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In order to obtain the sought-after chopper line, the original container had to make way for a custom 2.2 gallon gas tank coupled to a tank lift. A Thunderbike-Dragbar is mounted upside down and makes for a low, crouched seating position. But in combination with the mid-controls and 10.5 inch Burly rear shocks, the bike is more comfy than initially expected. Bates Baja 19 inch tires in the front and a 16 inch in the back guarantee the dirty-knobbly-look. The grips, the air-filter housing as well as the derby cover are picked from the H-D accessories shelves. Rizoma indicator/brake light units in the back and Thunderbike Stripe-Indicators at the bars are fitted.

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Chain drive was crucial for Kim so she got rid of the belt and the pulley. Together, father and daughter recalculated the ratio and now, the bike looks just like Kim’s idea of a chopper. Last but not least, an exhaust system had to be bolted to the bike and after several dismissed options, they both agreed on a slightly modified Zard –system with an incline to bend in the line of the bike. Finally, the bare-metal tank was painted with gold-leaf letters by Ingo Kruse (sorry chaps, not included in the offer) which make the Iron-lettering stand out pretty good.

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After winning the German preliminary round, Kim and Andreas headed to the Wheels and Waves in Biarritz, where the company staged the Grande Finale of their Battle of the Kings competition. The bike was presented among all the other national winners and made a good second place. Every competing bike was well-made and could have been the winner, but to me (Beware! Subjectivity!), Thunderbike’s contribution was the most fitting showcase for the initial idea of the event as well as the roots of customizing. A reduced bike built for one main purpose; RIDING! Because that’s what it’s all about, no? Knowing that this Sportster was shaped by a dad showing his daughter how to build a custom bike makes it even more special.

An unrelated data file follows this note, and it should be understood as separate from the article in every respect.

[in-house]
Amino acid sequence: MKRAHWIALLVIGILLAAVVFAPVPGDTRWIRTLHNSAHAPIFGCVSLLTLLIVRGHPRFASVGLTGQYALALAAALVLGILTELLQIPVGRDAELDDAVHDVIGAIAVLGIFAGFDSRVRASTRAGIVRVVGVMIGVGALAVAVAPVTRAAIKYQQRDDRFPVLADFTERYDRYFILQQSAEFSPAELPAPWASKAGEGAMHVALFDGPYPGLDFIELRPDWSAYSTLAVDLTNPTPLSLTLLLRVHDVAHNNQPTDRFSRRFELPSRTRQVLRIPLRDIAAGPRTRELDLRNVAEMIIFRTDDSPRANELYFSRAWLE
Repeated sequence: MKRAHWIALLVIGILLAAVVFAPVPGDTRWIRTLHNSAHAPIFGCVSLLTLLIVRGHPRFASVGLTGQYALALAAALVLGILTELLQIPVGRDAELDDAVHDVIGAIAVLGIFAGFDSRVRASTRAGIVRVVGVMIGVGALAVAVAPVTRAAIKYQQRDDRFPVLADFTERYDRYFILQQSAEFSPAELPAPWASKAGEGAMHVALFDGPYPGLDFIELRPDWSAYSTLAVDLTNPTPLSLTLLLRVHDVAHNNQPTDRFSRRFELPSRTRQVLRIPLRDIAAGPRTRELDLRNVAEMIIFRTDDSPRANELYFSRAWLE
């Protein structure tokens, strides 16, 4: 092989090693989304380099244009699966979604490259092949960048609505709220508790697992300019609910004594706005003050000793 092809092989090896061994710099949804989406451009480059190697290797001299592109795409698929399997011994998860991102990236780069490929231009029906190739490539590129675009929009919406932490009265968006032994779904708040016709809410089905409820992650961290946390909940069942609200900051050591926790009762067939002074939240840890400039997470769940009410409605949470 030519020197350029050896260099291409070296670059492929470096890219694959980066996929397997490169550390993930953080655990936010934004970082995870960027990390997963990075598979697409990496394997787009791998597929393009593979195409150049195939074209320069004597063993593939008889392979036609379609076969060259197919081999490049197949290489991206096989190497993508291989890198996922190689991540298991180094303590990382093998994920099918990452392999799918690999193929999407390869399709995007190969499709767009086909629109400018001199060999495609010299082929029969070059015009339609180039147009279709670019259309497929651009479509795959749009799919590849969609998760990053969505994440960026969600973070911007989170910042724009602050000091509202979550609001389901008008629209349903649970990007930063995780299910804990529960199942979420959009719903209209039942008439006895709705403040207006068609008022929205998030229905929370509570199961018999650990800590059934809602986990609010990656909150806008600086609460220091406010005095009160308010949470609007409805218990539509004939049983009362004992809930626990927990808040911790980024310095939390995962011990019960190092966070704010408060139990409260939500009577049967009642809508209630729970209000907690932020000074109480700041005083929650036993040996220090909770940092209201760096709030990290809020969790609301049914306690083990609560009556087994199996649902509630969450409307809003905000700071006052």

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So if you happen to own a Sportster and start to drool over these pictures, you might be happy to learn that Thunderbike from Hamminkeln in Germany is ready to convert yours into a similar one. If you want some extras, Andreas and his guys will be more than happy to fulfill all of your wishes and ideas. And, as a cherry on the top, the bike is TÜV-approved. So you’re on the legal side here.

Find more info and loads of other products HERE, on Thunderbike’s own website.

All the pictures are taken by Ben Ott. You might want to take a little detour to his website as well, turns out to be a very entertaining pastime… 😉     www.benott.de